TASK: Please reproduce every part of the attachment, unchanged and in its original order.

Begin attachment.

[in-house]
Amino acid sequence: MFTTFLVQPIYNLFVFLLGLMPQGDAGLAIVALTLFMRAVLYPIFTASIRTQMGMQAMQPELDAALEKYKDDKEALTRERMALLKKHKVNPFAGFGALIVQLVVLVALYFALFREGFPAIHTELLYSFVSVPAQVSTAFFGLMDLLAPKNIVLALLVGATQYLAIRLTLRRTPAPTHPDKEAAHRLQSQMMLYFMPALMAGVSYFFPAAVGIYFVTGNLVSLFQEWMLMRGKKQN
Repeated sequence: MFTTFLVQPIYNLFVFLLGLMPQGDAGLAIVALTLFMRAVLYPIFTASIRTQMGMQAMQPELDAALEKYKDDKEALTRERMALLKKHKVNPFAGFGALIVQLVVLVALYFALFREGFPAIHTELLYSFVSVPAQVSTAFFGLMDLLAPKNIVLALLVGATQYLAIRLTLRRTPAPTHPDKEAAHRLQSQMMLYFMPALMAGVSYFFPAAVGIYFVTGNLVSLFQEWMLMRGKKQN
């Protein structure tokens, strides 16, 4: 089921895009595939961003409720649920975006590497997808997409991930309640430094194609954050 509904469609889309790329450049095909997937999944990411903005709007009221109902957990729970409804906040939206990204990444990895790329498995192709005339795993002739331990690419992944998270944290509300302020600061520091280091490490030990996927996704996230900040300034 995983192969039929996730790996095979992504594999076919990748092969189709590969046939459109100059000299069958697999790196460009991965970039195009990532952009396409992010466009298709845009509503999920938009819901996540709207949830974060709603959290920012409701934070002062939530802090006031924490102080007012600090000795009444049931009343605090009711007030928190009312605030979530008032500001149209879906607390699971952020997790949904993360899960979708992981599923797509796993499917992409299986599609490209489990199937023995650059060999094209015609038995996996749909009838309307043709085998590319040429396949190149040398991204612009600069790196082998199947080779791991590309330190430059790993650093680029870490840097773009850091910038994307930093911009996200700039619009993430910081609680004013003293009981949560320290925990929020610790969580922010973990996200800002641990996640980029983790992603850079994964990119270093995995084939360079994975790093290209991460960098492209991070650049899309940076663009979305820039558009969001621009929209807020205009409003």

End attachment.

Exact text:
[in-house]
Amino acid sequence: MFTTFLVQPIYNLFVFLLGLMPQGDAGLAIVALTLFMRAVLYPIFTASIRTQMGMQAMQPELDAALEKYKDDKEALTRERMALLKKHKVNPFAGFGALIVQLVVLVALYFALFREGFPAIHTELLYSFVSVPAQVSTAFFGLMDLLAPKNIVLALLVGATQYLAIRLTLRRTPAPTHPDKEAAHRLQSQMMLYFMPALMAGVSYFFPAAVGIYFVTGNLVSLFQEWMLMRGKKQN
Repeated sequence: MFTTFLVQPIYNLFVFLLGLMPQGDAGLAIVALTLFMRAVLYPIFTASIRTQMGMQAMQPELDAALEKYKDDKEALTRERMALLKKHKVNPFAGFGALIVQLVVLVALYFALFREGFPAIHTELLYSFVSVPAQVSTAFFGLMDLLAPKNIVLALLVGATQYLAIRLTLRRTPAPTHPDKEAAHRLQSQMMLYFMPALMAGVSYFFPAAVGIYFVTGNLVSLFQEWMLMRGKKQN
């Protein structure tokens, strides 16, 4: 089921895009595939961003409720649920975006590497997808997409991930309640430094194609954050 509904469609889309790329450049095909997937999944990411903005709007009221109902957990729970409804906040939206990204990444990895790329498995192709005339795993002739331990690419992944998270944290509300302020600061520091280091490490030990996927996704996230900040300034 995983192969039929996730790996095979992504594999076919990748092969189709590969046939459109100059000299069958697999790196460009991965970039195009990532952009396409992010466009298709845009509503999920938009819901996540709207949830974060709603959290920012409701934070002062939530802090006031924490102080007012600090000795009444049931009343605090009711007030928190009312605030979530008032500001149209879906607390699971952020997790949904993360899960979708992981599923797509796993499917992409299986599609490209489990199937023995650059060999094209015609038995996996749909009838309307043709085998590319040429396949190149040398991204612009600069790196082998199947080779791991590309330190430059790993650093680029870490840097773009850091910038994307930093911009996200700039619009993430910081609680004013003293009981949560320290925990929020610790969580922010973990996200800002641990996640980029983790992603850079994964990119270093995995084939360079994975790093290209991460960098492209991070650049899309940076663009979305820039558009969001621009929209807020205009409003």